I was a little shocked when I picked up The Sense of an Ending, winner of the 2011 Man Booker Prize, because it’s such a small book. Not only is it a stretch to call it a novel (a mere 163 pages – more like a “novella”) but the pages are small too, about the size of my Kindle and easy to pop into my purse. So I read the beginning and was intrigued enough to fork over the $23.95. It goes like this:
I remember, in no particular order:
— a shiny inner wrist;
— steam rising from a wet sink as a hot frying pan is laughingly tossed into it;
— gouts of sperm circling a plughole, before being sluiced down the full length of a tall house;
— a river rushing nonsensically upstream, its wave and wash lit by half a dozen chasing torchbeams; . . .
We live in time – it holds us and moulds us – but I’ve never felt I understood it very well.
It’s the story of the memory of a particular time – the end of high school and beginning of college, first love, friends who go off and live different lives, promising to keep in touch, but not doing it so well. It’s also the story of a man, Tony Webster, in his sixties, looking back at the 1960s in retrospect with lots of life lived in between which we learn about in a very matter of fact and British way:
. . . I’d left home, and started work as a trainee in arts administration. Then I met Margaret; we married, and three years later Susie was born. We bought a small house with a large mortgage; I commuted up to London every day. My traineeship turned into a long career. Life went by; Some Englishman once said that marriage is a long dull meal with the pudding served first. I think that’s far too cynical. I enjoyed my marriage, but was perhaps too quiet – too peaceable – for my own good. After a dozen years Margaret took up with a fellow who ran a restaurant. . . . Custody of Susie was shared. Happily, she didn’t seem too affected by the breakup; . . .
He sums it up like this: And that’s a life, isn’t it? Some achievements and some disappointments.
In the second part of the story, Tony receives a letter from a law firm informing him that he’s been left “five hundred pounds and two documents” from the estate of his old girlfriend”s mother. And this sends him back in time, to the year that he dated this girl,Veronica, the one weekend he spent with her parents, trying to imagine why her mother would leave him any money at all and what documents? Through a series of fits and starts he, in his late middle-aged way, gets in touch with first the lawyers and then the enigmatic Veronica herself who behaves bizarrely, leads him on apparent wild-goose chases and will not tell him anything straight out. Rather, she tells him, it seems more than once, “You don’t get it, do you? You never did get it.” And I suppose that’s the point. His memory of their time together was simply his memory which had large gaps given the intervening years. The author plays out the idea of unintended consequences here. There is a tragedy – his old school friend, Adrian, after hooking up with Veronica, kills himself. But this is old news, Tony had come to terms with that years ago, and they had all lost touch, had a falling out.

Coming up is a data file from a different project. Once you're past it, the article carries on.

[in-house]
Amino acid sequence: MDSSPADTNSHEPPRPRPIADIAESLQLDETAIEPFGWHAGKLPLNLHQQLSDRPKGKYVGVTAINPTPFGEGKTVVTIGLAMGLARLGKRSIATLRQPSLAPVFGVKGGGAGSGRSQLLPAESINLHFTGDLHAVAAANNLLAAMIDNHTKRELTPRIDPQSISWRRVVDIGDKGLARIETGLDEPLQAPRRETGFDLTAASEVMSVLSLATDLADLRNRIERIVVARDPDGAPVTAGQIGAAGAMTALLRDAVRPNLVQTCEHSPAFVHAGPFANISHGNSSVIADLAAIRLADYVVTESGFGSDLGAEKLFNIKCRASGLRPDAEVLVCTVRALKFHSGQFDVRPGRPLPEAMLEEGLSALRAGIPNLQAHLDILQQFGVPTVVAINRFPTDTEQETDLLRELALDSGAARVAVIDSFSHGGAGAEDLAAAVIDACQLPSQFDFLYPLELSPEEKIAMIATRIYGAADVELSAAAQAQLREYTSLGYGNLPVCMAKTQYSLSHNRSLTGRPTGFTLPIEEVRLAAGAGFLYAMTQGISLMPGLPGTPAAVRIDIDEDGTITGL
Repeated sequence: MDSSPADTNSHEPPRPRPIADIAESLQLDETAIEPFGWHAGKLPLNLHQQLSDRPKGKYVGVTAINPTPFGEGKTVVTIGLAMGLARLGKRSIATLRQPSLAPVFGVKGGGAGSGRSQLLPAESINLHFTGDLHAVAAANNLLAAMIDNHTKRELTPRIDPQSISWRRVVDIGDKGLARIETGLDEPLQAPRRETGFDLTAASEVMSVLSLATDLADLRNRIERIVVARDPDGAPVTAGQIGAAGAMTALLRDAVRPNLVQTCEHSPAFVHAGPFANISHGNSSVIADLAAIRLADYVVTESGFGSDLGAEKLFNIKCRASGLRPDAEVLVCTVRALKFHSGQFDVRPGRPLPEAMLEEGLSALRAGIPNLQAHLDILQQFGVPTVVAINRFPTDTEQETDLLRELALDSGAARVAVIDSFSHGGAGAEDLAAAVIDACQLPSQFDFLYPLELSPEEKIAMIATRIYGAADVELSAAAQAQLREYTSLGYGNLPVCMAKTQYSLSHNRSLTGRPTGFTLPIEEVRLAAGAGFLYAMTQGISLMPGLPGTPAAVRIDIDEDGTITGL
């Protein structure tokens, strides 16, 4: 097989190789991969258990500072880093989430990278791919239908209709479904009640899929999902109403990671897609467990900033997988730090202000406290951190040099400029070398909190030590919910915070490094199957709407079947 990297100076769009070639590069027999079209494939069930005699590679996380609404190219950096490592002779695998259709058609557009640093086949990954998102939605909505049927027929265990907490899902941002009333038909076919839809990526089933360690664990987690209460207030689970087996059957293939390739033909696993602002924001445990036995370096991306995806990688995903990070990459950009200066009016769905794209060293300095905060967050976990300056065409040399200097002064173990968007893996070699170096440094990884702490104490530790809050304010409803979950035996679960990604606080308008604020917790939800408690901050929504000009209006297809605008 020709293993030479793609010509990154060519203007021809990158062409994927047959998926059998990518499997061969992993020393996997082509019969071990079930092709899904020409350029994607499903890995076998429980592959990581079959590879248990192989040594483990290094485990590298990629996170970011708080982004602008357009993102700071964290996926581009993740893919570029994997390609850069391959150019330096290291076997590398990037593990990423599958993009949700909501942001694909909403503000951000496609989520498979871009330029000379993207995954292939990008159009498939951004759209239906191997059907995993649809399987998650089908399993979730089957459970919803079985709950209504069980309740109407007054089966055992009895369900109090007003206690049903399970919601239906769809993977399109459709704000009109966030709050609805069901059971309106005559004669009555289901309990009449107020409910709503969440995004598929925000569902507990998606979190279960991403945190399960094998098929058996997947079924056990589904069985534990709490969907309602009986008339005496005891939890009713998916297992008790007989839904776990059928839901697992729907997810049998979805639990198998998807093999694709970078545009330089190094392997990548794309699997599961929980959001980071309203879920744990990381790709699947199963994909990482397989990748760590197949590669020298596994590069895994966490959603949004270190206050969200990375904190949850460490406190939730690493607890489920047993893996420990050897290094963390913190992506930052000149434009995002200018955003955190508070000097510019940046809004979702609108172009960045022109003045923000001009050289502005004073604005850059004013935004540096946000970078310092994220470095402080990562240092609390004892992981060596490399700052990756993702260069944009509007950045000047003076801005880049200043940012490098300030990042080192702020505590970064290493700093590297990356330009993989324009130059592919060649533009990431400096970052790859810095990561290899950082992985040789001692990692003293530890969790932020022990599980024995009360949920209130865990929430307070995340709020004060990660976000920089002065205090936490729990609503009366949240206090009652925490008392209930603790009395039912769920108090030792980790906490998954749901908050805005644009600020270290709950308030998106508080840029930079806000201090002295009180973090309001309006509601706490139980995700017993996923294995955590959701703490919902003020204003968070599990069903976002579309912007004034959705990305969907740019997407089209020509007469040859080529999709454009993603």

This short novel is long on ideas about memory, the meaning of life, or at least of a life, and certainly made me think about the past, my past, the passage of time. But when I closed the book, I felt a little short-changed. I wanted more. And there is so much great material here that Barnes could have given us so much more. I wanted to know more about the intervening years, the other characters, the real story behind the tragedy. Perhaps I missed the point. You decide. But rather than spend the $23.95 cover price, I’d recommend you check this one out from the library instead.